After being shuttled from one institution to another, Peter, an orphaned teenager and the novel’s narrator, is unaccountably transferred to exclusive Biehl’s Academy near Copenhagen. The school is rigidly controlled by precise schedules and a stringent code of conduct. Compliance to countless rules is enforced through severe physical and psychological punishment.
At the Academy, Peter meets Katarina, who was orphaned by her mother’s death from cancer and her father’s subsequent suicide. Peter also befriends August, a disturbed boy who murdered his parents after suffering years of abuse. The three orphans do not fit into the school’s elite mold and know that they have been admitted as “borderliners.” They gradually realize they are part of a sociological experiment and set out to discover its purpose.
Acting covertly in an environment where any type of interaction is prohibited, Peter and Katarina try to expose and undermine the school’s program of repression. In the process, Peter and Katarina fall in love while acting as surrogate parents to the emotionally troubled August.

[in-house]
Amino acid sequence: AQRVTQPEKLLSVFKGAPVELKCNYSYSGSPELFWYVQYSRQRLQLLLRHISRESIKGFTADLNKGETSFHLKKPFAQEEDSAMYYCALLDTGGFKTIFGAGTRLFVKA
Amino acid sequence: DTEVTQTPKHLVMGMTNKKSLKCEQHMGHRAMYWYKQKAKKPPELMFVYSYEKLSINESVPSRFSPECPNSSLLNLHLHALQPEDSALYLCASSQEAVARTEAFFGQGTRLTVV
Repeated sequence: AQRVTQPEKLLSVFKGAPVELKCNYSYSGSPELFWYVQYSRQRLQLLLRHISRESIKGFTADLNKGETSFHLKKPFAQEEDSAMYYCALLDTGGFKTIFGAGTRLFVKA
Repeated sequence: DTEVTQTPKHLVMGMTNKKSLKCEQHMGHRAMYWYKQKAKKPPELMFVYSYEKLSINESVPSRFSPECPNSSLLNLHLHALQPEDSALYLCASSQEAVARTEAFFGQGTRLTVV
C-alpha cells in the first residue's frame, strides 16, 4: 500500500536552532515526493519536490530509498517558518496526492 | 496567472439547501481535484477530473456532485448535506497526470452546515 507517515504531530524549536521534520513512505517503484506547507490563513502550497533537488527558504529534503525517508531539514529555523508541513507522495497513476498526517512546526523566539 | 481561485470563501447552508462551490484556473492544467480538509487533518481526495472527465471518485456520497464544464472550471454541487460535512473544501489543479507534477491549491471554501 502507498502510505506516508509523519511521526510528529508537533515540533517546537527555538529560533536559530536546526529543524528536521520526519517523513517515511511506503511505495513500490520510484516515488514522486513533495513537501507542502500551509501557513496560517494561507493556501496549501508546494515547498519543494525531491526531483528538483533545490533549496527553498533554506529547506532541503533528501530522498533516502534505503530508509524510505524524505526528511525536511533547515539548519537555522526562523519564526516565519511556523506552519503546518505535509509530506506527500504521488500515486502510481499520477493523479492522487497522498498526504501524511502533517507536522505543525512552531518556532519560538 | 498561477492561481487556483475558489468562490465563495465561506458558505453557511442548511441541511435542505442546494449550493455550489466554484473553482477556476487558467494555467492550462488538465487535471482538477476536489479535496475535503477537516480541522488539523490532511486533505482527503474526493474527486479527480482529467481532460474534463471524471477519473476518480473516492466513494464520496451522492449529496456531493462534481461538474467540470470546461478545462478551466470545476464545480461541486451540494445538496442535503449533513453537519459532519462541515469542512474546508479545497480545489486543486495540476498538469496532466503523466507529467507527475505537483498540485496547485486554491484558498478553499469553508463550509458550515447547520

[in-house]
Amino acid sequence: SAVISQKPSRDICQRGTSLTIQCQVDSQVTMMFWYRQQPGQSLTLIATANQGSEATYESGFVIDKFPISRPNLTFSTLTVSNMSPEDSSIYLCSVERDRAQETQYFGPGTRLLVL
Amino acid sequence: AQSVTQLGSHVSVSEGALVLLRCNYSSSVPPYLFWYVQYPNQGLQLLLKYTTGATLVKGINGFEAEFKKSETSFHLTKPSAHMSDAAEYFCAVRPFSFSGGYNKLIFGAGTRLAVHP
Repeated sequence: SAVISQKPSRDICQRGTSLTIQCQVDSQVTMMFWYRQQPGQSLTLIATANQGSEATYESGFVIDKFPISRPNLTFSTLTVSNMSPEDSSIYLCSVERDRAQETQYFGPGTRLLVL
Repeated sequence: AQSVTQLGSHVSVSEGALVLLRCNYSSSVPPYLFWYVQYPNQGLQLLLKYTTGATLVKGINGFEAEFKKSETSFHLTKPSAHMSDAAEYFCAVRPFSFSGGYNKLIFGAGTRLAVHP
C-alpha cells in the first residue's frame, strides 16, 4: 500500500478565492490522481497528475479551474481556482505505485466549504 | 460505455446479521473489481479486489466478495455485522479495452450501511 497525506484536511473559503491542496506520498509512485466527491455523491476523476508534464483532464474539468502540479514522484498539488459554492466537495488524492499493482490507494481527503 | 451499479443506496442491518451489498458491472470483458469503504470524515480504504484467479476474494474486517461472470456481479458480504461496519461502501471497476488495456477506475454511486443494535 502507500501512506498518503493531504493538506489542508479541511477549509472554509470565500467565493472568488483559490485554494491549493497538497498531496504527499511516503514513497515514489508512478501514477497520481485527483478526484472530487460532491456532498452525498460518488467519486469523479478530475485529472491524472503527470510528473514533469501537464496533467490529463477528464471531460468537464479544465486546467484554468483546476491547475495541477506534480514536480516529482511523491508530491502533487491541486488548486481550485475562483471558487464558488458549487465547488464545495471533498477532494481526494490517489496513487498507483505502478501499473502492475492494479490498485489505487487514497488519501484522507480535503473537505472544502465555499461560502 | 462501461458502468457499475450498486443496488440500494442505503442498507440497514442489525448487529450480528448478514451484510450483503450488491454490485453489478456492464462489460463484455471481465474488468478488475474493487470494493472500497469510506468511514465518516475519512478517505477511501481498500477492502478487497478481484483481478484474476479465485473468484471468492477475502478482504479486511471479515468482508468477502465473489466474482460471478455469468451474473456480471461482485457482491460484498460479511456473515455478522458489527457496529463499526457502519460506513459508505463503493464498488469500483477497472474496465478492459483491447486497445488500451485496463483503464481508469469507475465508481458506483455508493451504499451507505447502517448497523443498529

Although punishment or the threat of expulsion are the primary means of control, time itself is the instrument by which control is achieved. Hoeg’s principal theme is the way in which time is used as a tool to condition behavior. A substantial portion of the novel consists of an extended discourse on the nature of time—an interesting digression, but one which does little to advance the narrative. The strength of BORDERLINERS is Hoeg’s bleak portrayal of the progressive pedagogy at Biehl’s Academy. This psychological thriller relies more on observations and insights than on action and resolution.
Preceded by the best-seller, SMILLA’S SENSE OF SNOW (1993), BORDERLINERS is the second of Peter Hoeg’s novels to be translated into English.